Rheumatoid arthritis patients are at an increased risk for chronic kidney disease. Researchers at the Mayo Clinic have found that rheumatoid arthritis (RA) patients have a higher risk of chronic kidney disease (CKD) along with an increase in inflammation within the first year of diagnosis, corticosteroid usage, hypertension, and obesity. The researchers recommend that rheumatoid arthritis patients be tested periodically for signs of kidney problems. Patients should also work to manage blood pressure by avoiding high-salt diets and scaling back on medications that can harm the kidneys.
The study looked at 813 Mayo Clinic patients with rheumatoid arthritis and 813 patients without the condition. Over the course of 20 years, rheumatoid arthritis patients had a one in four chance of developing chronic kidney disease, in comparison to the general public who had a one in five chance.
Senior author Dr. Eric Matteson said, “That might not seem like a lot, but in fact that’s quite a big difference, and it has important implications for the course of rheumatoid arthritis and for the management of the disease.”
Heart disease was also found to be common in rheumatoid arthritis patients with chronic kidney disease.
Risk factors in rheumatoid arthritis patients for developing chronic kidney disease include corticosteroid use, severe inflammation, obesity, hypertension, and abnormally high cholesterol.
Dr. Matteson noted that there are currently no treatment guidelines for chronic kidney disease in rheumatoid arthritis, but he warns that doctors should be mindful of the medications they put RA patients on to reduce their risk of CKD. Furthermore, RA patients should undergo routine blood work and urine analysis to monitor kidney function. “Kidney disease in patients with rheumatoid arthritis can be detected very simply, and the techniques are the same as are used in the general population,” Dr. Matteson added.
To further reduce their risk of CKD, the patients should be watchful of their blood pressure and reduce their use of medications that can be toxic to the kidneys.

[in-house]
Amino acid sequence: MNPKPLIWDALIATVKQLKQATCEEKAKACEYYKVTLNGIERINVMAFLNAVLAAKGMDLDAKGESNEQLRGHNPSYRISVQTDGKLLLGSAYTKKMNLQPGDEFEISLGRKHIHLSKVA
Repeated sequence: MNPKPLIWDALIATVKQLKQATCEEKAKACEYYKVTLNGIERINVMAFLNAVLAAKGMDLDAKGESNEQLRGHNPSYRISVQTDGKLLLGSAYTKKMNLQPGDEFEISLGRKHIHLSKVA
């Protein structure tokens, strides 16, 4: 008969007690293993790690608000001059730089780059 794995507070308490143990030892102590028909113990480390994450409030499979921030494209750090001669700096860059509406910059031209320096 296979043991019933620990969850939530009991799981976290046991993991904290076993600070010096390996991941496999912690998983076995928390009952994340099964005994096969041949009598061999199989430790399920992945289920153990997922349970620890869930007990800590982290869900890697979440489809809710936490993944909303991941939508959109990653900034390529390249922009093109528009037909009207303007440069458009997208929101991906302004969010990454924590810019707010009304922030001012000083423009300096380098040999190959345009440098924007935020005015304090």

How rheumatoid arthritis affects your kidneys
Inflammation is the key component in the impact rheumatoid arthritis has on the kidneys. Normally, inflammation is a mechanism that the body utilizes to protect and heal the body, but chronic inflammation does far more harm than good, causing stress and destroying cells and tissue.
Other factors that contribute to a higher risk of chronic kidney disease in rheumatoid arthritis include obesity, hypertension, a corticosteroid medication, high cholesterol, and a high-salt diet.
Many of the risk factors for CKD in RA are modifiable, so it’s important that RA patients partake in the appropriate lifestyle changes in order to reduce their risk of chronic kidney disease.
Symptoms and risk factors of kidney disease with RA
The symptoms of kidney disease may be similar to those of RA and include fatigue, decreased appetite, itchy or darkened skin, muscle cramps, eye puffiness, shortness of breath, swollen feet and ankles, difficulty concentrating, trouble sleeping, and increased urination.
While there are no set standards for how often doctors should test patients with RA for kidney disease, it is likely your physician will begin testing you more often after being diagnosed with rheumatoid arthritis. Your risk for kidney disease also increases if you have diabetes, a family history of kidney disease, heart disease, high blood pressure and/or high cholesterol, so your doctor may test you more frequently if you have one or more of these conditions.
How to protect kidneys with RA
An RA diagnosis does not necessarily mean that you will definitely develop kidney disease. In fact, there are ways to protect your kidneys that include exercising regularly, eating a balanced, healthy diet with plenty of fresh produce, limiting your sodium intake, monitoring and controlling your cholesterol levels, and staying hydrated. Regular testing and checkups with your doctor can also help to keep your kidneys healthy and prevent your condition from worsening.